Selecting a Phlebotomy Course in Arkansas
Picking the ideal phlebotomy training in Arkansas is a critical first step toward a gratifying career as a phlebotomist. It may seem like a difficult task to analyze and compare all of the training alternatives that are accessible to you. Nevertheless it’s vital that you perform your due diligence to ensure that you obtain a quality education. In reality, many potential students start the process by looking at 2 of the qualifiers that initially come to mind, which are location and cost. An additional option you may consider is whether to attend classes online or commute to a local campus. We’ll discuss a bit more about online classes later in this article. What you need to keep in mind is that there is far more to checking out phlebotomy training programs than finding the closest or the cheapest one. Other variables including accreditation and reputation are also important considerations and need to be part of your decision process also. Toward that end, we will supply a list of questions that you need to ask each of the phlebotomy schools you are assessing to help you choose the best one for you. But before we do that, let’s cover what a phlebotomist is and does, and then resume our conversation about online training.
Phlebotomy Technician Job Summary
A phlebotomist, or phlebotomy tech, draws blood from patients. While that is their primary function, there is actually much more to their job description. Before collecting a blood sample, a phlebotomist has to confirm that the tools being employed are single use only and sterile. After collection, the sample has to be properly labeled with the patient’s information. Next, paperwork needs to be accurately completed in order to track the sample from the time of collection through the lab screening process. The phlebotomist then delivers the blood to either an in-house lab or to an outside lab facility where it can be tested for such things as infectious diseases, pregnancy or blood type. Some Arkansas phlebotomists actually work in labs and are in charge of ensuring that samples are analyzed correctly using the strictest quality control procedures. And if those weren’t sufficient duties, they might be asked to train other phlebotomists in the drawing, transport and follow-up process.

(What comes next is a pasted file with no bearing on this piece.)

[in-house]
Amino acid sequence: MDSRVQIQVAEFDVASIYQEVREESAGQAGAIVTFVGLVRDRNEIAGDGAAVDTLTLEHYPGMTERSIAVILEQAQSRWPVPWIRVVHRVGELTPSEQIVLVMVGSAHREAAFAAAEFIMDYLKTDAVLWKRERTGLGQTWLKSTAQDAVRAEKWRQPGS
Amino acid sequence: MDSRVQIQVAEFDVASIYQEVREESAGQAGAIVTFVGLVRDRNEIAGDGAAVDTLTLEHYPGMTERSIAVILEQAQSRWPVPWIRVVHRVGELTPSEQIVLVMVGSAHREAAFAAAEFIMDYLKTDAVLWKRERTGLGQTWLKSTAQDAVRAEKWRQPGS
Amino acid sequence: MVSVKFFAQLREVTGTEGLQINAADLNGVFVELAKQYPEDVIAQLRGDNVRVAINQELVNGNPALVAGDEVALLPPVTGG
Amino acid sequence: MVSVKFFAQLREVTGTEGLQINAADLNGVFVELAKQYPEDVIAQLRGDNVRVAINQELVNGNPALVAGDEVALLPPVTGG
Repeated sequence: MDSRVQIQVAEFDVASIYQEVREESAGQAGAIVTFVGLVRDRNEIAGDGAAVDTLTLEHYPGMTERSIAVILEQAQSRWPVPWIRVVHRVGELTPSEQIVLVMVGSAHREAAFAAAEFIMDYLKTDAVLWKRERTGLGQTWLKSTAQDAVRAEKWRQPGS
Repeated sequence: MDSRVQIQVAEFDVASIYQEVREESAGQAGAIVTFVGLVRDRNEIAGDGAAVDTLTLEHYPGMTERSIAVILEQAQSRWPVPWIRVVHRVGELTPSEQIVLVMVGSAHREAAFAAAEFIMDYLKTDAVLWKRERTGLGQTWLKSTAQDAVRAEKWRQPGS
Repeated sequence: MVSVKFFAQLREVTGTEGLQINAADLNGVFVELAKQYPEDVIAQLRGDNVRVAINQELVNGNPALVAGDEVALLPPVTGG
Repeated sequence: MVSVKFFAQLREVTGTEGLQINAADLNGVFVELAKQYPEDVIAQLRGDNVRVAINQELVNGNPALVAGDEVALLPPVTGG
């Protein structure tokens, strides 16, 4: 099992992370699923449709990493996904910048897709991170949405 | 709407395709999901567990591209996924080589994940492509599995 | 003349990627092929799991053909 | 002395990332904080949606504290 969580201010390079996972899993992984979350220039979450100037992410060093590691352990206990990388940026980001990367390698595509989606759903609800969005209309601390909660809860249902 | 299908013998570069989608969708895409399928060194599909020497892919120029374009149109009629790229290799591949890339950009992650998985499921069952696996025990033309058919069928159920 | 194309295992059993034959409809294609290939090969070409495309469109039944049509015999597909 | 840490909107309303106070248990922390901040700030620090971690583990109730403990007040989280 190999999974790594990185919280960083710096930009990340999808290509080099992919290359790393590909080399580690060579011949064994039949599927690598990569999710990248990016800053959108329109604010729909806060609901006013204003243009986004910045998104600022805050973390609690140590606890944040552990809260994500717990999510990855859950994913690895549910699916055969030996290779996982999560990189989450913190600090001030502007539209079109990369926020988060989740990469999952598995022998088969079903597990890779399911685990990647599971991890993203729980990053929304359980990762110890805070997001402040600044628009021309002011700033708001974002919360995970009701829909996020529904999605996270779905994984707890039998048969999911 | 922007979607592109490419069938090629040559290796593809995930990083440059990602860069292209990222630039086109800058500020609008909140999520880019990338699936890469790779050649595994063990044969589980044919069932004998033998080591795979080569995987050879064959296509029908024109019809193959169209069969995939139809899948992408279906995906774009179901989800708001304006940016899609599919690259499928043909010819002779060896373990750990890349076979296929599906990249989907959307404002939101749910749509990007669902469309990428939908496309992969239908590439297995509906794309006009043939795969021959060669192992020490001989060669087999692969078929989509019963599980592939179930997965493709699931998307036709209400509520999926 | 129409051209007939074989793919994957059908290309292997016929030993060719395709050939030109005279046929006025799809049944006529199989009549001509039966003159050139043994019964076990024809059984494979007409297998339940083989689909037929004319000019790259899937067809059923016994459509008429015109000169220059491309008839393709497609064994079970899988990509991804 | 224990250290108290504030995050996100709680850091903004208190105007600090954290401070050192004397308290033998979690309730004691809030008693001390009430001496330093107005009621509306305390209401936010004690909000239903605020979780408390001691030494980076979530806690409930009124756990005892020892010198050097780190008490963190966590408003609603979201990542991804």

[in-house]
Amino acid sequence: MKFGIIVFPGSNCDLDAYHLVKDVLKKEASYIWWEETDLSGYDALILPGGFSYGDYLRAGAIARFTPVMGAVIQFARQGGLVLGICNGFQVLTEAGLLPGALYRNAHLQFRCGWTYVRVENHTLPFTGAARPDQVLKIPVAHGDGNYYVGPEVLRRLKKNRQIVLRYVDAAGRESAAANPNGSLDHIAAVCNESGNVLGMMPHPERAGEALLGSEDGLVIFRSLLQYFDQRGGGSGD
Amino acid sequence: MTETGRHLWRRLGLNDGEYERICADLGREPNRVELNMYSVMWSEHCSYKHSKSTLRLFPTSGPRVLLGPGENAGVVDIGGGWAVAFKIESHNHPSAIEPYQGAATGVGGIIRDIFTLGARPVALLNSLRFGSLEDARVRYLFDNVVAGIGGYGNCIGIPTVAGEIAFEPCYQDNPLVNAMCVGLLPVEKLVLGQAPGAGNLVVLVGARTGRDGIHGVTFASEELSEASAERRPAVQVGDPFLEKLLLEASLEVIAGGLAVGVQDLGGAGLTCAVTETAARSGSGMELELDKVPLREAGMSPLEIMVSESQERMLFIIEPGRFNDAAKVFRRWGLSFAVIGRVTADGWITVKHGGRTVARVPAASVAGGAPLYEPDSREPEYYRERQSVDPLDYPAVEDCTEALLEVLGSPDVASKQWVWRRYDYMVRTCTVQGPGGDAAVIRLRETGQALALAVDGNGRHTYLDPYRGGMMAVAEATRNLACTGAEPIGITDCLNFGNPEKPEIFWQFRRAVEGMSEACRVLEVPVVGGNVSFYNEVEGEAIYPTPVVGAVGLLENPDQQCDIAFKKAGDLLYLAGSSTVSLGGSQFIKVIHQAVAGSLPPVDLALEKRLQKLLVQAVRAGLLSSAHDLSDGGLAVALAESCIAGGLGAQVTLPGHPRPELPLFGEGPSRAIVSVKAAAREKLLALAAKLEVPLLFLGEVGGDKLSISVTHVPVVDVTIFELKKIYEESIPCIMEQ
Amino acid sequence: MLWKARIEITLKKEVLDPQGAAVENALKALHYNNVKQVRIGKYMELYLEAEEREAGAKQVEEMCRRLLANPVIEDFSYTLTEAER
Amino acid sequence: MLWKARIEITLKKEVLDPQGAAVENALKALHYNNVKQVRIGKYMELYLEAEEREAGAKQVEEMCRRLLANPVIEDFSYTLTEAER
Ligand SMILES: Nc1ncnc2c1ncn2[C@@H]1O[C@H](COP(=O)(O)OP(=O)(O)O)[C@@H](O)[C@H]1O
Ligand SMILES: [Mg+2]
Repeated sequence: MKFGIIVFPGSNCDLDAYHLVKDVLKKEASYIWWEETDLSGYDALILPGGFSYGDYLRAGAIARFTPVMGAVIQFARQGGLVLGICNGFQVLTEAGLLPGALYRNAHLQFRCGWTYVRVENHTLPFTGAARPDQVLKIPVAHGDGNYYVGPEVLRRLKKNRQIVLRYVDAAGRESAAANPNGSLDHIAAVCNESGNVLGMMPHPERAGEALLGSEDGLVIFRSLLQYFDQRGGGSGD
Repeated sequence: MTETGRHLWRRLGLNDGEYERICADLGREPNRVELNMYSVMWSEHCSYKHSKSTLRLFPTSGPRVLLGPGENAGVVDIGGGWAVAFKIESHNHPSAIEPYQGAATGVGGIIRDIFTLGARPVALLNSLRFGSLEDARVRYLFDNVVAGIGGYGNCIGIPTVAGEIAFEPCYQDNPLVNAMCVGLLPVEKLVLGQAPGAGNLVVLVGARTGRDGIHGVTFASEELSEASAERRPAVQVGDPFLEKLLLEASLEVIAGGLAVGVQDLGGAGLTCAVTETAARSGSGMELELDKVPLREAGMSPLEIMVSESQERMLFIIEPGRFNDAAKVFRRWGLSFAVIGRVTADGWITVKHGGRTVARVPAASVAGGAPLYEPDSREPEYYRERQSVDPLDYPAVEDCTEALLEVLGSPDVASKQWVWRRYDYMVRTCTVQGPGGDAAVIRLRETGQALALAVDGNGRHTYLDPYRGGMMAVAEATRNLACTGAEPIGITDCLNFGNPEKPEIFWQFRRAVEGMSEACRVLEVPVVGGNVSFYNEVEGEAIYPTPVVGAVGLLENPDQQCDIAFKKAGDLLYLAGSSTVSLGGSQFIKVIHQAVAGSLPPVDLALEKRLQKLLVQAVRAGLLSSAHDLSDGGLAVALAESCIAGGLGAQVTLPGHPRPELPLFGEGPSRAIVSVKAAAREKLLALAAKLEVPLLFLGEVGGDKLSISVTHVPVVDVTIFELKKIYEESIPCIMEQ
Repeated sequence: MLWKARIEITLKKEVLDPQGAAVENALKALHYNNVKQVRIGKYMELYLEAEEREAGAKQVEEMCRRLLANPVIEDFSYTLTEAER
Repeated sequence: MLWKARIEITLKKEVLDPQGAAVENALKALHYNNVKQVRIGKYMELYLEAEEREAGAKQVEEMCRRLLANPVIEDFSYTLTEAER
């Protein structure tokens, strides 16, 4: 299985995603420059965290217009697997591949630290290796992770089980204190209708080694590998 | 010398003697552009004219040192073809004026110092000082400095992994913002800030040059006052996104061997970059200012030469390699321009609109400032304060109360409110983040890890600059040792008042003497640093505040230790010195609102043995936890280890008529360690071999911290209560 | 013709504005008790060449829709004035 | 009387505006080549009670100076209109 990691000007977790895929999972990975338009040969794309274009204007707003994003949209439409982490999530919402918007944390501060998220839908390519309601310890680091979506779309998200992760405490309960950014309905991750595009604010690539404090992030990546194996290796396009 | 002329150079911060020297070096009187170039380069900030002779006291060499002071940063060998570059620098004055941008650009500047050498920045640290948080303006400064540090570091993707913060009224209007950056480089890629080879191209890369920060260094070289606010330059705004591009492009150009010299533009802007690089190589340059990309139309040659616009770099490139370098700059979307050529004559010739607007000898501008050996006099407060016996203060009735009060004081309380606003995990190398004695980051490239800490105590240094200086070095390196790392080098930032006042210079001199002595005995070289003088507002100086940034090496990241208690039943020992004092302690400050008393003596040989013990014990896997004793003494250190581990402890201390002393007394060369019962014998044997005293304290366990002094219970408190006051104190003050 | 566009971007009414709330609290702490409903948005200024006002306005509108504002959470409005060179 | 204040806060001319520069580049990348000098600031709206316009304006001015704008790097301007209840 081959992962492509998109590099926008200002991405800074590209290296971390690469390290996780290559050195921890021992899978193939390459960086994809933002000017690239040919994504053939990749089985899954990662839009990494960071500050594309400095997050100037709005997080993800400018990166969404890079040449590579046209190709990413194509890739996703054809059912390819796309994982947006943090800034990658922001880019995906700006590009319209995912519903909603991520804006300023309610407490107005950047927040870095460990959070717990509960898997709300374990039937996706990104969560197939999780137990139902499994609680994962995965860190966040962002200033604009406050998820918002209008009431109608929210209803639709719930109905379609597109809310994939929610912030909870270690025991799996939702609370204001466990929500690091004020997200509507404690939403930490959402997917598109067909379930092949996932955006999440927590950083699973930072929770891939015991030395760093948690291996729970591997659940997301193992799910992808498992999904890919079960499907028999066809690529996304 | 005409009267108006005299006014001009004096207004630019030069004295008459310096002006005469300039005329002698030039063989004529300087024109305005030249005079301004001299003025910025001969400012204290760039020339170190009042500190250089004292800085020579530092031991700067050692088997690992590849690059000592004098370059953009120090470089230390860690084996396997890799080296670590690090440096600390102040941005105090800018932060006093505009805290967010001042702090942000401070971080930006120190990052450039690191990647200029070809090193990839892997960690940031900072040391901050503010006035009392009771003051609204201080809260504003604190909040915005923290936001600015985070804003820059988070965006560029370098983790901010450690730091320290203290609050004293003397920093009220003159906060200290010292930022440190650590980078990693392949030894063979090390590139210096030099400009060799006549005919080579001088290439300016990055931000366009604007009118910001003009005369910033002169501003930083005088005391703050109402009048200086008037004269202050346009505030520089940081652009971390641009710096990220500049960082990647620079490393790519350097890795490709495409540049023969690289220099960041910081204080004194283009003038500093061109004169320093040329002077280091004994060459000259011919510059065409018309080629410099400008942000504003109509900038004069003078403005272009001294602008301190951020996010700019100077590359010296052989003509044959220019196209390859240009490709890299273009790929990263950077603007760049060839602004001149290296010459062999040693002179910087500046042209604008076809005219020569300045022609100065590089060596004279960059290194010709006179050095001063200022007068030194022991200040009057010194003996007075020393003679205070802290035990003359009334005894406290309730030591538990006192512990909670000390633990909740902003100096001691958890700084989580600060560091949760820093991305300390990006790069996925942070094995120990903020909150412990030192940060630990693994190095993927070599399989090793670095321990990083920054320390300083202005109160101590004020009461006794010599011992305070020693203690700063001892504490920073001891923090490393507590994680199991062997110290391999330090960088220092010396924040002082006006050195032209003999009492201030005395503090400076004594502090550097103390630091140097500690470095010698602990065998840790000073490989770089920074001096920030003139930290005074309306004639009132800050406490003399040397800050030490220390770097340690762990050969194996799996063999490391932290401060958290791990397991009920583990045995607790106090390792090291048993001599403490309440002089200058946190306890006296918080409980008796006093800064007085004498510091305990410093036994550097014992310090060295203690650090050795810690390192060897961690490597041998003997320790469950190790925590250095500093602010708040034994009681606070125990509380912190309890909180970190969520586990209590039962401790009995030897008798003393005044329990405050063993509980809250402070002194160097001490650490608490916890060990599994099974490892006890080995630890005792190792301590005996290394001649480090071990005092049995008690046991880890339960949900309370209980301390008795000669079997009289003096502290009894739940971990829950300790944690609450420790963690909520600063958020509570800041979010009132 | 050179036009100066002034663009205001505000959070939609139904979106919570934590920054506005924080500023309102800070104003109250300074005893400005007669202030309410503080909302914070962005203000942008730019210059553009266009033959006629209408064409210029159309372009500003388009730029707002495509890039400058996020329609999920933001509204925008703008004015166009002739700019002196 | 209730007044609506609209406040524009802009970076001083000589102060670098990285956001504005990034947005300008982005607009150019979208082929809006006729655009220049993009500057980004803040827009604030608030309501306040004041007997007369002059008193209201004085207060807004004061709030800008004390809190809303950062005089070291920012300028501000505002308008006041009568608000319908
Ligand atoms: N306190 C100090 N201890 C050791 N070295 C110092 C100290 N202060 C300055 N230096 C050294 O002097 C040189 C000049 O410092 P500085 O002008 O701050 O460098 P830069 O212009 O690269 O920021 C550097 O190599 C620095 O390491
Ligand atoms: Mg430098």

Where do Phlebotomy Techs Practice?
The easiest answer is wherever there are patients. Their work places are numerous and varied, including Arkansas hospitals, medical clinics, long-term care facilities, or blood banks. They may be assigned to collect blood samples from patients of all ages, from babies or toddlers to senior citizens. Some phlebotomists, based on their training and their practice, specialize in drawing blood from a particular type of patient. For instance, those working in a nursing home or assisted living facility would only be collecting blood from elderly patients. If they are practicing in a maternity ward, they would be drawing blood from newborns and mothers exclusively. On the other hand, phlebotomy technicians practicing in a general hospital environment would be collecting blood from a wide range of patients and would collect samples from different patients on a daily basis.
Phlebotomy Education, Certification and Licensing
There are basically 2 types of programs that provide phlebotomy training in Arkansas, which are certificate and degree programs. The certificate program generally takes under a year to complete and offers a basic education together with the training on how to draw blood. It offers the fastest method to becoming a phlebotomy tech. An Associate of Science Degree in Clinical Laboratory Science, even though it’s not exclusively a phlebotomy degree, will provide training to become a phlebotomy tech. Offered at community and junior colleges, they usually take two years to finish. Bachelor’s Degrees are less accessible and as a 4 year program furnish a more expansive background in lab sciences. Once you have completed your training, you will no doubt want to get certified. Although not mandated in most states, a number of employers require certification prior to hiring technicians. Some of the principal certifying agencies include: